Over 40 million Americans use groundwater for their household water needs. Having your own water supply is a cost effective and self-sufficient way to provide your home with this basic need, and installing a water well is one of the most popular ways to achieve this sustainability.
Unfortunately, around a quarter of all groundwater wells contain at least one contaminant that may leave your water supply unsafe for your family’s use. It’s vital to have the water quality tested regularly to ensure that it’s clean and safe. Depending on the results, you may need to install filtering or sanitizing products to purify and detoxify your water supply.
For example, some contaminants in groundwater come from septic tanks and agricultural chemicals. Other contaminants are from natural, geological sources and are harmless in small amounts. However, these natural contaminants can be very damaging to human health if your water supply has a high concentration level.
Iron is one such natural contaminant that can cause negative side effects if consumed in too-high quantities. Here are the answers to four commonly asked questions relating to iron in your groundwater supply.
- I Thought Iron Was Good for Me, Why Do I Need to Worry?
Iron is a vital element for human health. Iron deficiency is a serious health concern for many people. Drinking water that contains iron can help you to maintain healthy levels in your body. However, too much iron can also be a problem.
Drinking groundwater with excessively high levels of iron can cause serious and potentially deadly health problems. Toxic levels of iron have been known to cause gastrointestinal problems, heart disease, liver problems, and in rare cases, death. Excess iron levels have also been linked to a higher risk of developing Alzheimer’s disease.
- How Much Iron Is Too Much?
Having a small amount of iron in your water is beneficial to your health because it can help to supplement your overall intake and keep your iron levels at an optimal level. However, iron is found in many foods and can also be absorbed through the air, particularly in urban areas. Most people need only low amounts of iron via their water supply to maintain the right levels.
Iron needs vary from person to person depending on size, age, gender, and genetics. These factors mean that higher levels of iron might be safe and healthy for one family member but toxic for another. In the US, there are no laws to govern a safe level of iron in your drinking water. To err on the side of caution, you should only consume a level of under two milligrams per liter, as recommended by the World Health Organization.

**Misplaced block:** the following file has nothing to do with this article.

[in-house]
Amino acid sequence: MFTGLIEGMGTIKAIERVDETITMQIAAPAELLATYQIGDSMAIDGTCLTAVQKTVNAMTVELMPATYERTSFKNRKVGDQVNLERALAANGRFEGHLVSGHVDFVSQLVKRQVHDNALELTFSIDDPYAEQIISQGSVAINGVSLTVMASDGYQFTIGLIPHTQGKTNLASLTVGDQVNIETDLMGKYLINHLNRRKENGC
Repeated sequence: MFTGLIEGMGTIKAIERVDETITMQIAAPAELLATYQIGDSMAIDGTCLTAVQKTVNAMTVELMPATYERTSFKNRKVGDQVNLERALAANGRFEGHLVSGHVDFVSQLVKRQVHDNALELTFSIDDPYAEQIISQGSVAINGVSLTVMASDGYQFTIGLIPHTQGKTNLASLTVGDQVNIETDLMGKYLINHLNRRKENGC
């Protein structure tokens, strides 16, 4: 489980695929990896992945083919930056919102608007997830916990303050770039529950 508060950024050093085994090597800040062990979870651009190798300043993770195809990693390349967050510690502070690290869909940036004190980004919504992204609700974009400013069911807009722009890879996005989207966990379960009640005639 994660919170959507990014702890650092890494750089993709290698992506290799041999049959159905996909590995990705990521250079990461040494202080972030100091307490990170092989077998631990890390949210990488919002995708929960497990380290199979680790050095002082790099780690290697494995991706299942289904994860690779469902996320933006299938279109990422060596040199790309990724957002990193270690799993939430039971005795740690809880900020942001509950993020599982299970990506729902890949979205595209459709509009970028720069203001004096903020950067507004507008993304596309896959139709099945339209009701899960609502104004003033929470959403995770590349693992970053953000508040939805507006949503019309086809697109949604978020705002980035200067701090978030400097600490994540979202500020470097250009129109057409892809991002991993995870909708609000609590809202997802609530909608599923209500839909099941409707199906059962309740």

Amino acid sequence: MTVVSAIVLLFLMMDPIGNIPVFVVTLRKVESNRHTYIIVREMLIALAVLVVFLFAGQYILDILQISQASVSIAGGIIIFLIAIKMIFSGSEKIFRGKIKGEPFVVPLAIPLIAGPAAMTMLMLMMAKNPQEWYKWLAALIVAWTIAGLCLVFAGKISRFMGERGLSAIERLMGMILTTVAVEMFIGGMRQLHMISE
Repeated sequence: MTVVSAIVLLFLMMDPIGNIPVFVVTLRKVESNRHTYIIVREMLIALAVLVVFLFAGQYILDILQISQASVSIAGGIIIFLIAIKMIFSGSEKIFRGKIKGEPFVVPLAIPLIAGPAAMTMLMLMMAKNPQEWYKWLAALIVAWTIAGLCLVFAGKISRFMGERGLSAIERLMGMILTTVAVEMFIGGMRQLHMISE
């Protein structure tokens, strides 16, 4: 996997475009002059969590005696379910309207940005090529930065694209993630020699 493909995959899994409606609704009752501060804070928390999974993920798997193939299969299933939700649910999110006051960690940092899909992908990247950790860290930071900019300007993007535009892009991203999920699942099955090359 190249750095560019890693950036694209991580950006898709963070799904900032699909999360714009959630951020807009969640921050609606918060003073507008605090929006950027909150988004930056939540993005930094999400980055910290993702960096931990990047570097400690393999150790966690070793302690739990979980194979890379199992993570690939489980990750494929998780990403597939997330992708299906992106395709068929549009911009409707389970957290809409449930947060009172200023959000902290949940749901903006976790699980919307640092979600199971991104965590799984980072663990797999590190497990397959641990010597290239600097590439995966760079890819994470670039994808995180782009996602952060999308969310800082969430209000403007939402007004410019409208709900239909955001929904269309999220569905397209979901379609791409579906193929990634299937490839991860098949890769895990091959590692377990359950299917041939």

- What Other Problems Can Excess Iron Cause?
As well as causing health problems, high levels of iron in your groundwater supply can cause other problems for your home. The water may taste dirty or rusty and your laundry may develop permanent staining. Too much iron in your groundwater can also cause discoloration of your pipes, bathtubs, toilets, and sinks.
High iron levels can also lead bacteria growth. This particular kind of bacteria thrives in high-iron environments and can build up in storage tanks, pipes, and water pumps. The buildup can cause blockages and a slimy coating that damages your plumbing system and, as mentioned above and as suggested by the Environmental Protection Agency, creates adverse health issues for your family.
- What Can I Do to Keep Iron at a Healthy Level?
The easiest way to maintain a healthy concentration of iron in your water supply is to install a specialized iron filter. These filters extract excess iron from the water through a process which utilizes a compressed air bubble. As your groundwater passes through the compressed air, the iron particles are removed and then flushed out.
Iron filters also remove sulfur from your groundwater supply. While sulfur is not considered a highly toxic contaminant, high concentrations can cause diarrhea. High levels of sulfur can also cause your water to smell like rotten eggs and have an unpalatable taste.
The first step to ensure that your groundwater supply has a safe and healthy level of iron is to have it tested. If the levels of iron are higher than two milligrams per liter, then the next step is having an iron filter installed in your groundwater system.
Johnson Water Conditioning has extensive experience in supplying and installing iron filters. We can provide an iron filter that is the right size and capacity for your groundwater usage system.
Contact our friendly team to discuss which model of iron filter will be the best choice for your home and your budget. We can also advise you whether any other water purification products, such as a chlorine injection system, may improve your water quality even further.